'Blue Blood' Star vs. CBS
An ailing Jennifer Esposito blasts the net as "shameful" as attorneys discuss how the Americans With Disabilities Act fits into Hollywood.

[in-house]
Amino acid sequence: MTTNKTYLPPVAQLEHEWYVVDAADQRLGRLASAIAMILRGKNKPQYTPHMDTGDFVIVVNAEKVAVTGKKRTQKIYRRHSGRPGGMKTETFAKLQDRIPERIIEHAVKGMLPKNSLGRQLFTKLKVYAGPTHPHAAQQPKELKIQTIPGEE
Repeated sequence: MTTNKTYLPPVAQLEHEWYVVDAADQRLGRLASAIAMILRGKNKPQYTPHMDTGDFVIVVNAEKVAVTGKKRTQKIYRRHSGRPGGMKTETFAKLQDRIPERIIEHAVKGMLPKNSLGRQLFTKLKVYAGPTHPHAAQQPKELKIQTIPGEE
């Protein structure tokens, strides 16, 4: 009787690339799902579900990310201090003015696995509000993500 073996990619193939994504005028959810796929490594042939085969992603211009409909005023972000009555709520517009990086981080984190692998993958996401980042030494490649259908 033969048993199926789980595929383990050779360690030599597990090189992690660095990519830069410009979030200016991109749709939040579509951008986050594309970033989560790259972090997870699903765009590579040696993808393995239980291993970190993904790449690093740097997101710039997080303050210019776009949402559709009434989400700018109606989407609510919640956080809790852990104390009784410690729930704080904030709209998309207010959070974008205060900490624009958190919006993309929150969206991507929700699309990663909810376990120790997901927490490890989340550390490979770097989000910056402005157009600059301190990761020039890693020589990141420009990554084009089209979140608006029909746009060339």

Does Jennifer Esposito have a legal claim against CBS for sidelining her because of complications from celiac disease? The Blue Bloods actress, 39, took to Twitter on Oct. 20 to blast the network's "absolutely shameful behavior" in putting her on an unpaid leave of absence from her role as Detective Jackie Curatola on the second-year cop drama. The autoimmune disorder causes fatigue, and according to Esposito, CBS refused to accommodate her needs during production, then kept her from working on the show or elsewhere. "CBS didn't listen to my doc and I collapsed on set," she tweeted. THR surveyed six employment attorneys, and all agreed that Esposito's allegations -- if true -- would be covered by the Americans With Disabilities Act. In the past four years, since Congress broadened the scope of the ADA, lawsuits have proliferated, notes Fox Rothschild lawyer Richard Cohen. If Esposito asserts an ADA claim, he says she'll need to show that CBS failed to engage in an "interactive process" to determine a "reasonable" accommodation for her disability. But CBS could counter that it was willing to provide her with a special trailer room, take care of her dietary needs and, within reason, reduce her time on set. Esposito likely would counter that she wasn't given enough of a reduced workload, but "that may not be possible in the context of a television show on an expensive shooting schedule that requires an important character to be all in," notes attorney Christopher Lilly at TroyGould. For its part, a CBS rep says Esposito is "unable to perform the demands of her role, and we regretfully had to put her character on a leave of absence." Her last appearance comes in the Nov. 2 episode, and she will be replaced by guest actors, though the CBS rep says the network hopes she will return.